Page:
So the subtext today is that London appears to be losing face with US financiers and confidence is falling. At present, that process is happening in slow motion, but it may yet speed up. Since 2016, at least two surveys of industry leaders have placed New York above London as the world’s leading financial centre, though that was before the coronavirus hit.
Other challenges await UK FinTechs after the Brexit separation in 2021, when the one-year grace period ends and it is no longer ‘business as usual’. First, US strength in financial technology is growing at an extraordinary rate, making it now the world’s leading FinTech hub – above second-placed UK.
According to market analysis firm CBInsights, multimillion-dollar VC-funded FinTech startups can now be found in 43 US states – that’s 86 percent of the country, up from 70 percent in 2019. It stands to reason that US demand for UK solutions may fall in the face of such broad, stellar growth.
By contrast, much of the UK’s strength in this sector is centred in London, which is feeling the strain from a historically deep recession, not to mention continuing uncertainty over Brexit.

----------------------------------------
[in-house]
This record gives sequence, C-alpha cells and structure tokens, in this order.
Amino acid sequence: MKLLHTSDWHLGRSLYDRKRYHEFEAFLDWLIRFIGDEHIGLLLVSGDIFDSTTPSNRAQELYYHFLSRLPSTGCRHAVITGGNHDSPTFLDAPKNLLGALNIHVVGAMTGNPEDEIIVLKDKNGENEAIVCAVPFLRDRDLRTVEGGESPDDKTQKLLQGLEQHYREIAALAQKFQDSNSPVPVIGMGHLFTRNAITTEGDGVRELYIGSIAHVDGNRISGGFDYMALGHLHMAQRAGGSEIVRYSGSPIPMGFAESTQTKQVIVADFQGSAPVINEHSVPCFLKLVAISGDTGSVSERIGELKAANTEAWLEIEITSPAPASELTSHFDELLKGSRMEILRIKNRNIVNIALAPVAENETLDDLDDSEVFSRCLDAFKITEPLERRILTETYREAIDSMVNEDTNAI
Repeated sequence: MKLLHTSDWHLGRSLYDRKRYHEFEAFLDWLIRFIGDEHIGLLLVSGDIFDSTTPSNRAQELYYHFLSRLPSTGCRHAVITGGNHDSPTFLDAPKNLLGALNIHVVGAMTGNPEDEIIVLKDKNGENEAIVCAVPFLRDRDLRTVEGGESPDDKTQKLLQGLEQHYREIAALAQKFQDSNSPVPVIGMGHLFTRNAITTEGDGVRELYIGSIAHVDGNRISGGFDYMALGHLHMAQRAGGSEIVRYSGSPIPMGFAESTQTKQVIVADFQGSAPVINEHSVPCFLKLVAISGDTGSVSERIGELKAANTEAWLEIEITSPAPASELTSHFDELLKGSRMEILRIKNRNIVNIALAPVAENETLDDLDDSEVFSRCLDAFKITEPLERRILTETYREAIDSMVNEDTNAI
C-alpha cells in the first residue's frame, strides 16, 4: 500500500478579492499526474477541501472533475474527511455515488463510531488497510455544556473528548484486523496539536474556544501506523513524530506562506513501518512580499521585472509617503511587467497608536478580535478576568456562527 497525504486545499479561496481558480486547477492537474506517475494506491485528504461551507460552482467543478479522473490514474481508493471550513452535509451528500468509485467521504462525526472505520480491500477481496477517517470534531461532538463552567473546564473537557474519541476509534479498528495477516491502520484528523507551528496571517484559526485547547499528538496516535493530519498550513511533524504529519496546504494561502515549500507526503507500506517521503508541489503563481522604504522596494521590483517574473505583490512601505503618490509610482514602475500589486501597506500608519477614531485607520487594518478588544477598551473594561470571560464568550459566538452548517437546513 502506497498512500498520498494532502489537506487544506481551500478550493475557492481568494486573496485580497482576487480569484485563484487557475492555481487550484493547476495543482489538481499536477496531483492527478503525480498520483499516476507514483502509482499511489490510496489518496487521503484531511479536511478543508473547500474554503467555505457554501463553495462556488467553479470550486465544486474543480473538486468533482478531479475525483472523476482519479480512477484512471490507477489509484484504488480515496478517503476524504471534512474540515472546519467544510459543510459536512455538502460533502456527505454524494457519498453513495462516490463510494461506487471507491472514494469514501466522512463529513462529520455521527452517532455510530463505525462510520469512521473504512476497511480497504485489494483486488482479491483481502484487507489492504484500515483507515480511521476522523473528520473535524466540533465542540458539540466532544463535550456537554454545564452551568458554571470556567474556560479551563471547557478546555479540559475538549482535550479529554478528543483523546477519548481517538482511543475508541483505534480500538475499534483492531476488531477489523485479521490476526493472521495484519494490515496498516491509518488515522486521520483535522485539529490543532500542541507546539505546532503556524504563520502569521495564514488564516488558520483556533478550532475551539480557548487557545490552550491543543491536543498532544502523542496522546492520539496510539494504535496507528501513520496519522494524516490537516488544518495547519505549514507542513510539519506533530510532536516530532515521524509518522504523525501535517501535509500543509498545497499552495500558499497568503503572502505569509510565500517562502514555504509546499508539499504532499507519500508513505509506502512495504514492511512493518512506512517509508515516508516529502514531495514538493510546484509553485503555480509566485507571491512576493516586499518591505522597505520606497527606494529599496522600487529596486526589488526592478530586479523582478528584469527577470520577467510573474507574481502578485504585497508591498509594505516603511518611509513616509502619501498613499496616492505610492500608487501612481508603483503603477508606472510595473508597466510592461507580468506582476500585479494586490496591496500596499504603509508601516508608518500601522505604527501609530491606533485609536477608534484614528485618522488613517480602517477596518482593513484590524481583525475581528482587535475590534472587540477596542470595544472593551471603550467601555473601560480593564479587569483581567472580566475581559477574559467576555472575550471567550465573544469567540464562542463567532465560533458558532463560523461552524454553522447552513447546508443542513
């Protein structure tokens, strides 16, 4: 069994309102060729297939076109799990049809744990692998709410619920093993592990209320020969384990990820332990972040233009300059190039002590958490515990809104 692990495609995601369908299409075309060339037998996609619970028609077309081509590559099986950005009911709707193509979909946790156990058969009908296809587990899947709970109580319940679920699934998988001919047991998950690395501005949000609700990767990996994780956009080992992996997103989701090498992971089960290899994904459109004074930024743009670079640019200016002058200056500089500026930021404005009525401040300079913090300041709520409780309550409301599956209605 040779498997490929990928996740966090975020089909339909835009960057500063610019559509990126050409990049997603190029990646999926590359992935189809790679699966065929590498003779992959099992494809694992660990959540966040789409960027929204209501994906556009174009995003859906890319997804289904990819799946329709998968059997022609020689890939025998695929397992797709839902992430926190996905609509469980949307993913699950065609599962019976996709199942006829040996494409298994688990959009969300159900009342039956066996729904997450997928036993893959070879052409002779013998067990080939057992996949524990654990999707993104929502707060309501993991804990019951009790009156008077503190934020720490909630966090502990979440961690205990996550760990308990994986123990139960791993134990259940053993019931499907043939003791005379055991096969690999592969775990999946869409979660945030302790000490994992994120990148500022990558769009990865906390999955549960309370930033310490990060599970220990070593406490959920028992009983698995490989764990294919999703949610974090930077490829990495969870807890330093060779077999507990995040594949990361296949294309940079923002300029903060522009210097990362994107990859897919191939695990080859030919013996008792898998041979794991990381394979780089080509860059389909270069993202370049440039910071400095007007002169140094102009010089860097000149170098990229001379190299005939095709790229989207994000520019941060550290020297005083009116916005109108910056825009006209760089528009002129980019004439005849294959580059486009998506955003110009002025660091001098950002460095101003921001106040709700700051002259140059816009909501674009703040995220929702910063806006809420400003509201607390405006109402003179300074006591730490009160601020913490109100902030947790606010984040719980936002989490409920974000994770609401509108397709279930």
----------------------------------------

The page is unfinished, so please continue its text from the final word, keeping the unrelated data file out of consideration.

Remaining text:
The big picture is important too. The stark reality for policymakers is that while the US is the UK’s top individual trading partner, the EU collectively has a much bigger impact on the British economy. For many tech startups, growing into Europe first is much easier than attempting to set up shop in the US.
Almost half of UK exports went to EU member states last year, with eight out of its top 10 national trading partners being in Western Europe. Germany, France, and the Netherlands are currently the UK’s second, third, and fourth largest partners, respectively, above China.
The UK’s top 15 trading partners, which include Hong Kong, United Arab Emirates, Japan, Singapore, and Poland in positions 11 to 15, accounted for nearly three quarters of all UK exports in 2019. Out of all these to date, the UK has only negotiated a deal with Japan.
So Whitehall must urgently clarify its position on Brexit and do much more to underline business confidence in one area, FinTech, where the UK is genuinely up there with the world leaders.